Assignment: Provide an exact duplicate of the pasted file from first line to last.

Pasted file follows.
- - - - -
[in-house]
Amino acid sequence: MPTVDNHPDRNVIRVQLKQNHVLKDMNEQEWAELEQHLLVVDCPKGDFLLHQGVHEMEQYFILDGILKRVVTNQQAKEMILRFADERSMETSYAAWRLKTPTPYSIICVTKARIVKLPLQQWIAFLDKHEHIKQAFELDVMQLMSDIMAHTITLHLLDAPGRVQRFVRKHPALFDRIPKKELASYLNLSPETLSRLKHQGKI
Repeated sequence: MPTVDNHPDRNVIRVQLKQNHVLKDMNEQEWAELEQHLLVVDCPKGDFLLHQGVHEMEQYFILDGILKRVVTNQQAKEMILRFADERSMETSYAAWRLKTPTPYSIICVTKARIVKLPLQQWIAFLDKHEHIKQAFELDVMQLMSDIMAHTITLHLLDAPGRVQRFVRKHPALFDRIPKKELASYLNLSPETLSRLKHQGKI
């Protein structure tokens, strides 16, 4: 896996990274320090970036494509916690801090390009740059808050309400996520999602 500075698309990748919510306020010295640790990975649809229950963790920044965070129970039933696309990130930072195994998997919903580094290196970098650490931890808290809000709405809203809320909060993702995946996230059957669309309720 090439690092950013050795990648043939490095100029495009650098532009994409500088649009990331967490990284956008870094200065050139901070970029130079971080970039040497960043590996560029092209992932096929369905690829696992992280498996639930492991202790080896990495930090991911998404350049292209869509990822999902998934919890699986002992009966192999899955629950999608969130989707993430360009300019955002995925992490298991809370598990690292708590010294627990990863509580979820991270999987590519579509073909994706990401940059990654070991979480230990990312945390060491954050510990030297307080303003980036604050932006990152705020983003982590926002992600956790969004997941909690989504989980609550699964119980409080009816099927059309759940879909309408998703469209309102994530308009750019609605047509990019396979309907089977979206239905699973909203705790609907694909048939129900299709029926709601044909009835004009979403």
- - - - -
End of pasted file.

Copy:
[in-house]
Amino acid sequence: MPTVDNHPDRNVIRVQLKQNHVLKDMNEQEWAELEQHLLVVDCPKGDFLLHQGVHEMEQYFILDGILKRVVTNQQAKEMILRFADERSMETSYAAWRLKTPTPYSIICVTKARIVKLPLQQWIAFLDKHEHIKQAFELDVMQLMSDIMAHTITLHLLDAPGRVQRFVRKHPALFDRIPKKELASYLNLSPETLSRLKHQGKI
Repeated sequence: MPTVDNHPDRNVIRVQLKQNHVLKDMNEQEWAELEQHLLVVDCPKGDFLLHQGVHEMEQYFILDGILKRVVTNQQAKEMILRFADERSMETSYAAWRLKTPTPYSIICVTKARIVKLPLQQWIAFLDKHEHIKQAFELDVMQLMSDIMAHTITLHLLDAPGRVQRFVRKHPALFDRIPKKELASYLNLSPETLSRLKHQGKI
């Protein structure tokens, strides 16, 4: 896996990274320090970036494509916690801090390009740059808050309400996520999602 500075698309990748919510306020010295640790990975649809229950963790920044965070129970039933696309990130930072195994998997919903580094290196970098650490931890808290809000709405809203809320909060993702995946996230059957669309309720 090439690092950013050795990648043939490095100029495009650098532009994409500088649009990331967490990284956008870094200065050139901070970029130079971080970039040497960043590996560029092209992932096929369905690829696992992280498996639930492991202790080896990495930090991911998404350049292209869509990822999902998934919890699986002992009966192999899955629950999608969130989707993430360009300019955002995925992490298991809370598990690292708590010294627990990863509580979820991270999987590519579509073909994706990401940059990654070991979480230990990312945390060491954050510990030297307080303003980036604050932006990152705020983003982590926002992600956790969004997941909690989504989980609550699964119980409080009816099927059309759940879909309408998703469209309102994530308009750019609605047509990019396979309907089977979206239905699973909203705790609907694909048939129900299709029926709601044909009835004009979403």